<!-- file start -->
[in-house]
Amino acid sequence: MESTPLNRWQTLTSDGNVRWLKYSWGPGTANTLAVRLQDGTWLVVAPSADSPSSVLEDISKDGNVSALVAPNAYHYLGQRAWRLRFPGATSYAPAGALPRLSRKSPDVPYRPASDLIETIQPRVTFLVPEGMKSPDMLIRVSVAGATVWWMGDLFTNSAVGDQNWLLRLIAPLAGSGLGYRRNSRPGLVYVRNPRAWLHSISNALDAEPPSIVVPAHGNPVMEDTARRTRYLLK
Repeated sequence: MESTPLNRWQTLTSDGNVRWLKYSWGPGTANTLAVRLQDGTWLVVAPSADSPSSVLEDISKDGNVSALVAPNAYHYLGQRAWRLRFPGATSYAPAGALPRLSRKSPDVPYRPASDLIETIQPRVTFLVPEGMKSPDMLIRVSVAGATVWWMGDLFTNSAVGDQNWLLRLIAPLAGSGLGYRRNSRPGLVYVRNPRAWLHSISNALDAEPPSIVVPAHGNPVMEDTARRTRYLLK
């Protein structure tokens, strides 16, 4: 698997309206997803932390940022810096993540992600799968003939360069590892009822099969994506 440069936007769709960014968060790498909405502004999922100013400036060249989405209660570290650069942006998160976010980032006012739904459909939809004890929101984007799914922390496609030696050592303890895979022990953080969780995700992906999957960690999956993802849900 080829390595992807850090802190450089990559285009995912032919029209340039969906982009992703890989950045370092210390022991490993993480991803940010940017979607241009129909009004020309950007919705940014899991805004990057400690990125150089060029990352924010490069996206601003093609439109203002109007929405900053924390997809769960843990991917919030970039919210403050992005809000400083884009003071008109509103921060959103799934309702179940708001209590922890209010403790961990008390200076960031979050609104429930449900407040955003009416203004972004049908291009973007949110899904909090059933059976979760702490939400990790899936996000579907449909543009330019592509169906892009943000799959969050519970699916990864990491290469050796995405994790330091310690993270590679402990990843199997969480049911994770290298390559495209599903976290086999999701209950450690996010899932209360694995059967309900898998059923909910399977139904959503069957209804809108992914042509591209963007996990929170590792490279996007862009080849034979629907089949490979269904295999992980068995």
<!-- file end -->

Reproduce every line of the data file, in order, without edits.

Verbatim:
[in-house]
Amino acid sequence: MESTPLNRWQTLTSDGNVRWLKYSWGPGTANTLAVRLQDGTWLVVAPSADSPSSVLEDISKDGNVSALVAPNAYHYLGQRAWRLRFPGATSYAPAGALPRLSRKSPDVPYRPASDLIETIQPRVTFLVPEGMKSPDMLIRVSVAGATVWWMGDLFTNSAVGDQNWLLRLIAPLAGSGLGYRRNSRPGLVYVRNPRAWLHSISNALDAEPPSIVVPAHGNPVMEDTARRTRYLLK
Repeated sequence: MESTPLNRWQTLTSDGNVRWLKYSWGPGTANTLAVRLQDGTWLVVAPSADSPSSVLEDISKDGNVSALVAPNAYHYLGQRAWRLRFPGATSYAPAGALPRLSRKSPDVPYRPASDLIETIQPRVTFLVPEGMKSPDMLIRVSVAGATVWWMGDLFTNSAVGDQNWLLRLIAPLAGSGLGYRRNSRPGLVYVRNPRAWLHSISNALDAEPPSIVVPAHGNPVMEDTARRTRYLLK
């Protein structure tokens, strides 16, 4: 698997309206997803932390940022810096993540992600799968003939360069590892009822099969994506 440069936007769709960014968060790498909405502004999922100013400036060249989405209660570290650069942006998160976010980032006012739904459909939809004890929101984007799914922390496609030696050592303890895979022990953080969780995700992906999957960690999956993802849900 080829390595992807850090802190450089990559285009995912032919029209340039969906982009992703890989950045370092210390022991490993993480991803940010940017979607241009129909009004020309950007919705940014899991805004990057400690990125150089060029990352924010490069996206601003093609439109203002109007929405900053924390997809769960843990991917919030970039919210403050992005809000400083884009003071008109509103921060959103799934309702179940708001209590922890209010403790961990008390200076960031979050609104429930449900407040955003009416203004972004049908291009973007949110899904909090059933059976979760702490939400990790899936996000579907449909543009330019592509169906892009943000799959969050519970699916990864990491290469050796995405994790330091310690993270590679402990990843199997969480049911994770290298390559495209599903976290086999999701209950450690996010899932209360694995059967309900898998059923909910399977139904959503069957209804809108992914042509591209963007996990929170590792490279996007862009080849034979629907089949490979269904295999992980068995």